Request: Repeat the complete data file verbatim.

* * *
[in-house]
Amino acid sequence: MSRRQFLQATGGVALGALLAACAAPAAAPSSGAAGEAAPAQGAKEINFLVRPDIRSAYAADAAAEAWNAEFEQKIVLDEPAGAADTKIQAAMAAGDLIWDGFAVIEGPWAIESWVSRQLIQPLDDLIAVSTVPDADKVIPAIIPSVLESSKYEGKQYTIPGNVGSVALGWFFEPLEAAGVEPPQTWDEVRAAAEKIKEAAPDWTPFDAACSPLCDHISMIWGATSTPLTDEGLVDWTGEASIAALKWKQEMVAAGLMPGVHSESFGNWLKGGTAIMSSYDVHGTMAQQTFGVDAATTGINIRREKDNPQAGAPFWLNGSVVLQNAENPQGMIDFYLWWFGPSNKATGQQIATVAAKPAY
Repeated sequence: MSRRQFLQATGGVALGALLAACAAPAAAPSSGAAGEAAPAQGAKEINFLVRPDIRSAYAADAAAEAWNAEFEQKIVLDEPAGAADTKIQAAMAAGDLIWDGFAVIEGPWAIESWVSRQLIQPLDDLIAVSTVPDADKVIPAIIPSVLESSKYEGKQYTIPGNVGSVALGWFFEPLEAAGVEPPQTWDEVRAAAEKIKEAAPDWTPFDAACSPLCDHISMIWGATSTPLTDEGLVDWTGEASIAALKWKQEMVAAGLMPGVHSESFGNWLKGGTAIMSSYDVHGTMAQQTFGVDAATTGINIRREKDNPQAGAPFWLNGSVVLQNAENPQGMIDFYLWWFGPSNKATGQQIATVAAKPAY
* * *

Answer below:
[in-house]
Amino acid sequence: MSRRQFLQATGGVALGALLAACAAPAAAPSSGAAGEAAPAQGAKEINFLVRPDIRSAYAADAAAEAWNAEFEQKIVLDEPAGAADTKIQAAMAAGDLIWDGFAVIEGPWAIESWVSRQLIQPLDDLIAVSTVPDADKVIPAIIPSVLESSKYEGKQYTIPGNVGSVALGWFFEPLEAAGVEPPQTWDEVRAAAEKIKEAAPDWTPFDAACSPLCDHISMIWGATSTPLTDEGLVDWTGEASIAALKWKQEMVAAGLMPGVHSESFGNWLKGGTAIMSSYDVHGTMAQQTFGVDAATTGINIRREKDNPQAGAPFWLNGSVVLQNAENPQGMIDFYLWWFGPSNKATGQQIATVAAKPAY
Repeated sequence: MSRRQFLQATGGVALGALLAACAAPAAAPSSGAAGEAAPAQGAKEINFLVRPDIRSAYAADAAAEAWNAEFEQKIVLDEPAGAADTKIQAAMAAGDLIWDGFAVIEGPWAIESWVSRQLIQPLDDLIAVSTVPDADKVIPAIIPSVLESSKYEGKQYTIPGNVGSVALGWFFEPLEAAGVEPPQTWDEVRAAAEKIKEAAPDWTPFDAACSPLCDHISMIWGATSTPLTDEGLVDWTGEASIAALKWKQEMVAAGLMPGVHSESFGNWLKGGTAIMSSYDVHGTMAQQTFGVDAATTGINIRREKDNPQAGAPFWLNGSVVLQNAENPQGMIDFYLWWFGPSNKATGQQIATVAAKPAY